Until you get here, you can’t appreciate the size and sprawl of the city. After spending time in an extremely walkable city like Budapest, I’m now in a city where cars are the default mode of transportation. Traffic jams are the norm here, even at 10pm. Getting around takes time. If you want to go anywhere, you’re advised to set aside 45 minutes to an hour of travel time. I am renting an apartment close to the Skytrain, Bangkok’s new public transit system, but even then, it still takes me time to get anywhere. The Skytrain is comparable to the S-Bahn in Germany. The stations are interspersed by a considerably amount of distance.
On my first day, I went to visit one of the Buddhist temples (Wat Pho), home to a giant reclining Buddha. To get there I took a boat that runs along the river. A one way ticket costs 40 baht. After visiting the temple, I took a look at my map and figured I could navigate my way through the old city on foot, to the nearest Skytrain stop. I estimated it would take me half an hour, maybe an hour. The map I picked up only shows the main thoroughfares and not very accurately. I ended up getting lost, wandering for a couple of hours through Chinatown.
Chinatown in this part of the world is not like what you see in Ottawa or Montreal. It’s a lot more…intense. There were little street markets everywhere, selling fresh food. Carcasses of chicken and meat were hanging out with flies buzzing around them. There were all kinds of interesting smells. It was loud and crowded. People were sitting and lying down on the ground, some of them eating rice. I walked through these little passage ways with all kinds of shops and markets selling food, gold jewelery and trinkets. I was soaked in sweat. Eventually I found my way back to another section of the riverbank and caught another boat back. Looking at the map, I logged about 4 kilometers in the afternoon sun.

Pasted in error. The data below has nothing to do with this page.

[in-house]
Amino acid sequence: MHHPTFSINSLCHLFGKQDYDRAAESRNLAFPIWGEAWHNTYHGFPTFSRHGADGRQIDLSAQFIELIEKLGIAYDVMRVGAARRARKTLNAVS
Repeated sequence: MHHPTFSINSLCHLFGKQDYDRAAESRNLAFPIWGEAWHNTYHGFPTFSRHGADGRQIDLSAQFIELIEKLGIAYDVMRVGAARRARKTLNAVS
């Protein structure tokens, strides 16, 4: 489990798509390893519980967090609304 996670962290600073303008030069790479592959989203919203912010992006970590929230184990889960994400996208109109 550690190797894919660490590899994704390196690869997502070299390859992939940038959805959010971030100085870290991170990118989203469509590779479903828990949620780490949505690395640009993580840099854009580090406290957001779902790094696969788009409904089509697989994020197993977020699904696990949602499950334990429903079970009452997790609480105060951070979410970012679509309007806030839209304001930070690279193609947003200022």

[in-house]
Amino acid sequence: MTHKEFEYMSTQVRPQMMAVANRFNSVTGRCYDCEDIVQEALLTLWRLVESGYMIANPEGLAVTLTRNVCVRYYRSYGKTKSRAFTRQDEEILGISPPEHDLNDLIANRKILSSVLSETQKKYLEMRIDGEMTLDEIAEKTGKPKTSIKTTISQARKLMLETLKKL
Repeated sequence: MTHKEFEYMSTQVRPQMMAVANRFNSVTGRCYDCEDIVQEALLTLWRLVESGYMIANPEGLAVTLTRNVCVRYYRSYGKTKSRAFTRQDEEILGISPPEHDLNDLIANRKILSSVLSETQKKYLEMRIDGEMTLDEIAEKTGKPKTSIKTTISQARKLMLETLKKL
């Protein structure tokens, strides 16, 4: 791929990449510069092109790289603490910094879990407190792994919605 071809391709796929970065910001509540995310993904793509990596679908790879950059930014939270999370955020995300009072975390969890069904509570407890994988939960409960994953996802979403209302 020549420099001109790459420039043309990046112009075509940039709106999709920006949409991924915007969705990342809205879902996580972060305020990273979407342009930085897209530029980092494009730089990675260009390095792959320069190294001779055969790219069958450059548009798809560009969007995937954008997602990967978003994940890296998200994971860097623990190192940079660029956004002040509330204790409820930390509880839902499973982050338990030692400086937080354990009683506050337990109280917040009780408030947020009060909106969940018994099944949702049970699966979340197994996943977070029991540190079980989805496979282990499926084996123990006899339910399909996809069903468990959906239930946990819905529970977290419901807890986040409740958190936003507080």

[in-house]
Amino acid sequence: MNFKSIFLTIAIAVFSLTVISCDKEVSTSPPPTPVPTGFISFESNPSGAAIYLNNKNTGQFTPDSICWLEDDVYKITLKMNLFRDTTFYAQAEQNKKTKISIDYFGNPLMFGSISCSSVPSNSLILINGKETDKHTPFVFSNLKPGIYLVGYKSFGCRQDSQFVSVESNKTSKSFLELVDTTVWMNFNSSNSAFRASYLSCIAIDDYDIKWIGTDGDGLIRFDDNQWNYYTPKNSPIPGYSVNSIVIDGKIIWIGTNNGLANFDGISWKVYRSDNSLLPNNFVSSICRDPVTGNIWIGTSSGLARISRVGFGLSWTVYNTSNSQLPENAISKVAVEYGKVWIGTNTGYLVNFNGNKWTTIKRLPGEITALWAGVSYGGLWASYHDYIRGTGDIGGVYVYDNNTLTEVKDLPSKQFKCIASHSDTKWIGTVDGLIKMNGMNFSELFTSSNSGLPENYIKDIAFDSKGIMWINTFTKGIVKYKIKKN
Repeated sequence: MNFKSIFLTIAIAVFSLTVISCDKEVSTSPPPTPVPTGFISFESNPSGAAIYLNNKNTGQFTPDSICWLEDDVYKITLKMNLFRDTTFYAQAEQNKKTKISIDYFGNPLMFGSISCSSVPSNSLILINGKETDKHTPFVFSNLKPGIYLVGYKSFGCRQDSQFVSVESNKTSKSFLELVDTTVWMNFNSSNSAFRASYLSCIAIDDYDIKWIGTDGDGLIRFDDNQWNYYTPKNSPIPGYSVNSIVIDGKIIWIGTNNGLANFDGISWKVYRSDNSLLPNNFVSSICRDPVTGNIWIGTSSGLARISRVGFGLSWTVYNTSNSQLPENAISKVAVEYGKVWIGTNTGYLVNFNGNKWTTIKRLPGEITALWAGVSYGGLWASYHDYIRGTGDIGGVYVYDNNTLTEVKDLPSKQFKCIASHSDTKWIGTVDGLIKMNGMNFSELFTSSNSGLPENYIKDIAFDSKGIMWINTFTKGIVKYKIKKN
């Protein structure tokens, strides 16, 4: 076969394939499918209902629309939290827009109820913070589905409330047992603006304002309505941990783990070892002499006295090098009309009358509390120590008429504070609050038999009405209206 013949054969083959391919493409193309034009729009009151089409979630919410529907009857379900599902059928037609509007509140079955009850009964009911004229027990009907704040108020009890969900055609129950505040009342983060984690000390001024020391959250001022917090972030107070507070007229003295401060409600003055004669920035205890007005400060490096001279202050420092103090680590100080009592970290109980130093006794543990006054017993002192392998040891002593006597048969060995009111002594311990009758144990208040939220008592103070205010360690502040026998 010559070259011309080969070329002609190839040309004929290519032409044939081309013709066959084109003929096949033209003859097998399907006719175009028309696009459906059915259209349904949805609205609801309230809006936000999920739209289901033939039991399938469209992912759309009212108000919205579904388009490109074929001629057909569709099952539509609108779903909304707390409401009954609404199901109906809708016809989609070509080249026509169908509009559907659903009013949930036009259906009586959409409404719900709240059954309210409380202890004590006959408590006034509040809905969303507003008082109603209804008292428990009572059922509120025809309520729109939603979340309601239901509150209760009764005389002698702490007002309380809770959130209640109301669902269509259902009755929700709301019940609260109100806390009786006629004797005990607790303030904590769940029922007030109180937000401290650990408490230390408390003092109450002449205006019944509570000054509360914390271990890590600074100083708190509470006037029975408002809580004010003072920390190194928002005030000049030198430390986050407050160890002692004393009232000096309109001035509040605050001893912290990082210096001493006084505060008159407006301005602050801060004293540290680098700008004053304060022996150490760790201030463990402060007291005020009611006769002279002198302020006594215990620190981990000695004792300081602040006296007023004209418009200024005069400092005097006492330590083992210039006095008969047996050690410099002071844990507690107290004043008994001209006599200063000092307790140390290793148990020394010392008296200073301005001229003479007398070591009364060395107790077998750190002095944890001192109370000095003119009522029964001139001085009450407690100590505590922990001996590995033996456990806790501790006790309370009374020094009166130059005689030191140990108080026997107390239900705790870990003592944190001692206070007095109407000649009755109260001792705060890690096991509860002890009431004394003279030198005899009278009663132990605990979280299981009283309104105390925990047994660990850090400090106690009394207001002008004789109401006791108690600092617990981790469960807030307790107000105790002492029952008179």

Dairy Queen soft serve ice cream cones have become my go-to treat here. A large cone only costs 15 baht. Great on a hot day (which is every day here).
Khao San Road, the famous backpacking party destination, had more tourists than Thais enjoying the nightlife on the night I stopped in. It was crowded. As you navigate your way through the throngs of people, you pass food carts selling roasted scorpions on a stick.
My condo is in a residential section of the city, away from the tourist spots. People stare at me when I walk around, especially when I am in my local mall running errands.